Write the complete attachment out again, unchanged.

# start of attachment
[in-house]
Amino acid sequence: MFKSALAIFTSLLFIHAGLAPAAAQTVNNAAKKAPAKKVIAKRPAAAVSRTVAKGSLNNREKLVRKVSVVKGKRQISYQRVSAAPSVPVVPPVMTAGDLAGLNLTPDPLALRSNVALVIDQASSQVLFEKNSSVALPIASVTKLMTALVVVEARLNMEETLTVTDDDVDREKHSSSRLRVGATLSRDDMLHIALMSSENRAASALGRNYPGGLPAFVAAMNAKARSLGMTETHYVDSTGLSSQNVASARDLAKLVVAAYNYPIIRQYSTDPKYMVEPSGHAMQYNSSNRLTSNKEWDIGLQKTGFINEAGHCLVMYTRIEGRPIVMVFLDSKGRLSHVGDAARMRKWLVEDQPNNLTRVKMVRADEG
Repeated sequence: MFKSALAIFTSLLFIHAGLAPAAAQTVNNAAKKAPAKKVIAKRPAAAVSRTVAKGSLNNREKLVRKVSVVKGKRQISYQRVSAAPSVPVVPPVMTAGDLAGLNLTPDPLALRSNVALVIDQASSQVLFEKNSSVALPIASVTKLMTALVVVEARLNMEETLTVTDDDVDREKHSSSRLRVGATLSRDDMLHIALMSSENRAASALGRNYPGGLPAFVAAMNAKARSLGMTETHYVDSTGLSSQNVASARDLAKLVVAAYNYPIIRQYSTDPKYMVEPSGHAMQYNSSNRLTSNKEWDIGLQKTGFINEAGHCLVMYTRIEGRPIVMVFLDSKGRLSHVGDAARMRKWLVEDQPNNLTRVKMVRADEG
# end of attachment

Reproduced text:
[in-house]
Amino acid sequence: MFKSALAIFTSLLFIHAGLAPAAAQTVNNAAKKAPAKKVIAKRPAAAVSRTVAKGSLNNREKLVRKVSVVKGKRQISYQRVSAAPSVPVVPPVMTAGDLAGLNLTPDPLALRSNVALVIDQASSQVLFEKNSSVALPIASVTKLMTALVVVEARLNMEETLTVTDDDVDREKHSSSRLRVGATLSRDDMLHIALMSSENRAASALGRNYPGGLPAFVAAMNAKARSLGMTETHYVDSTGLSSQNVASARDLAKLVVAAYNYPIIRQYSTDPKYMVEPSGHAMQYNSSNRLTSNKEWDIGLQKTGFINEAGHCLVMYTRIEGRPIVMVFLDSKGRLSHVGDAARMRKWLVEDQPNNLTRVKMVRADEG
Repeated sequence: MFKSALAIFTSLLFIHAGLAPAAAQTVNNAAKKAPAKKVIAKRPAAAVSRTVAKGSLNNREKLVRKVSVVKGKRQISYQRVSAAPSVPVVPPVMTAGDLAGLNLTPDPLALRSNVALVIDQASSQVLFEKNSSVALPIASVTKLMTALVVVEARLNMEETLTVTDDDVDREKHSSSRLRVGATLSRDDMLHIALMSSENRAASALGRNYPGGLPAFVAAMNAKARSLGMTETHYVDSTGLSSQNVASARDLAKLVVAAYNYPIIRQYSTDPKYMVEPSGHAMQYNSSNRLTSNKEWDIGLQKTGFINEAGHCLVMYTRIEGRPIVMVFLDSKGRLSHVGDAARMRKWLVEDQPNNLTRVKMVRADEG